And in Natalie and Mark, I have a “second” brother and “second” sister that I’ve enjoyed the heck out of sharing time, laughter, tears and a heck of a lot of food and drink with over the past 15 months.

And then there’s Taryn, who would be just the kind of daughter I would have dreamed of having…just like her brothers would have been my dream sons. And Carrie fits that description, too!

Yes, I love me some Posts (and a Mulder).

And I love me some Bartels’, too.

Way back in what seems like eons ago, I was a groomsman in Dan and Rachel’s wedding. And then, like friends sometimes do, we fell out of touch.

But family has a way of finding its way back together, and I eventually found my way – first through DJ – back to Dan, Rachel, DJ, Stephen and Ashley.

There was a reason Dan and I first became friends in the late 1980s. He’s loyal and level headed, loving and prideful.

And he hasn’t changed. He’ll be the first to tell you, however, that Rachel is the glue that holds him, and his family, together. She’s great.

And DJ and Stephen join their dad, my brother Brian, Hunter and Trayton as my Delta Sig brothers. We’re one big, happy, Pyramid-loving group of YITBOSses.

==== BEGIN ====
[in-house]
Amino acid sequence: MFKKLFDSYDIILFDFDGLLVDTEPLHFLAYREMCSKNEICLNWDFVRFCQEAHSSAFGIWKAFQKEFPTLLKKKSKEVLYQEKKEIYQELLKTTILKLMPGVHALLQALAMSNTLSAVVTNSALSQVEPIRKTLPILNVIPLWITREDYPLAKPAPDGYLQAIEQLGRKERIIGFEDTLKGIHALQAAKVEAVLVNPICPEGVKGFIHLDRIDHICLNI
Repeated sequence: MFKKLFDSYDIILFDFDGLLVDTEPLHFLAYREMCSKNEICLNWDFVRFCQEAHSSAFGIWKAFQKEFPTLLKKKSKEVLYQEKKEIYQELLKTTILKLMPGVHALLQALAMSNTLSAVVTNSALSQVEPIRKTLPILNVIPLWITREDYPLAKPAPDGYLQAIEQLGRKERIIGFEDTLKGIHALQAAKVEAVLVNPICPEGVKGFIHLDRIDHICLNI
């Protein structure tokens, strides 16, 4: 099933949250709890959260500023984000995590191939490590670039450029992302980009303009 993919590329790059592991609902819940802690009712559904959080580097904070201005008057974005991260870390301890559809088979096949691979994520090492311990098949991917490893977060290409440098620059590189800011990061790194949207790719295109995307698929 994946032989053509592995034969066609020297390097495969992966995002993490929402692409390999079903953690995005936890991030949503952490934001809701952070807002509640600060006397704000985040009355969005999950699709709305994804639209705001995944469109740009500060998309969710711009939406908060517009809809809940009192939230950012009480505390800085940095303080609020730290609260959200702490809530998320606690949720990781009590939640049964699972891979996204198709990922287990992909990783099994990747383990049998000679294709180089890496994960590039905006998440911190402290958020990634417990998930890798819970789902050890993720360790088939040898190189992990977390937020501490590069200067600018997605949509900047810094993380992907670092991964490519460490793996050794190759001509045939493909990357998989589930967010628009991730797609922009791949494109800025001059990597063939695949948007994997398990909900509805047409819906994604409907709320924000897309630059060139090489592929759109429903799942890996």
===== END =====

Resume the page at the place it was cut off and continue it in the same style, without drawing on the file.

Again, there’s a love from me toward DJ and Stephen that goes beyond fraternity.

And Ashley joins Taryn as someone who will always be someone I look out for as I would a daughter of my own.

Then there’s that Faflick guy. Nate isn’t attached to a family I’ve “thrust myself into”…at least not yet.

But there are very few people on planet Earth who will hug you like that guy will. You won’t find a more genuine, loving person than Nate. And again, though there are decades between us in age, I think of him as a brother, a son…as family.

And the third “F” – Fraternity – does not end with my blood brother Brian, the Post boys, the Bartels boys, or my buddy Nate. No, it just grows stronger and stronger by the day.

Men like Randy Withrow, Keith Ely, Kent Ely, Dave Ott, Brad Bodine, Rob Brune and countless others will ALWAYS be the backbone of my Delta Sig existence. But newer brothers like Pierce Stephens, Joey Wenberg, Mario Garcia, Matt Mindrup, Colby Works, Avery Bolar, and a group of “Rho Bros” will also be forever part of who I am.

Yeah, A LOT of these relationships – with family, and in the fraternity – did nothing but grow and get stronger in 2017.

And the friendships I have beyond fraternity – with those current and past work colleagues, with my former students and student-athletes, and with countless others – are all things that sustained me and helped me grow in the year gone by.